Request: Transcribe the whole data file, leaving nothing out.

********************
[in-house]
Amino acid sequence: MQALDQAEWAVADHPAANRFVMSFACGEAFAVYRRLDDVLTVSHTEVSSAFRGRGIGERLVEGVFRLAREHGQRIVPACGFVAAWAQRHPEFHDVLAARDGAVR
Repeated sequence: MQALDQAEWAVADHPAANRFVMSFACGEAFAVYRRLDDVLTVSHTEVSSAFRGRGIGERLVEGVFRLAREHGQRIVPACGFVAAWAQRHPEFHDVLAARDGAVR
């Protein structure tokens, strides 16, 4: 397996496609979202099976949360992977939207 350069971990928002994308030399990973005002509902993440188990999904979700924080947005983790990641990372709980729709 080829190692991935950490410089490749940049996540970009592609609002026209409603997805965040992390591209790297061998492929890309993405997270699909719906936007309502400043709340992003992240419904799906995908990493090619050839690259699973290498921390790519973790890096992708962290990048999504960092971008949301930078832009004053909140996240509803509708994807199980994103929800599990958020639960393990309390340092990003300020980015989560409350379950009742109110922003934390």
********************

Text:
[in-house]
Amino acid sequence: MQALDQAEWAVADHPAANRFVMSFACGEAFAVYRRLDDVLTVSHTEVSSAFRGRGIGERLVEGVFRLAREHGQRIVPACGFVAAWAQRHPEFHDVLAARDGAVR
Repeated sequence: MQALDQAEWAVADHPAANRFVMSFACGEAFAVYRRLDDVLTVSHTEVSSAFRGRGIGERLVEGVFRLAREHGQRIVPACGFVAAWAQRHPEFHDVLAARDGAVR
């Protein structure tokens, strides 16, 4: 397996496609979202099976949360992977939207 350069971990928002994308030399990973005002509902993440188990999904979700924080947005983790990641990372709980729709 080829190692991935950490410089490749940049996540970009592609609002026209409603997805965040992390591209790297061998492929890309993405997270699909719906936007309502400043709340992003992240419904799906995908990493090619050839690259699973290498921390790519973790890096992708962290990048999504960092971008949301930078832009004053909140996240509803509708994807199980994103929800599990958020639960393990309390340092990003300020980015989560409350379950009742109110922003934390």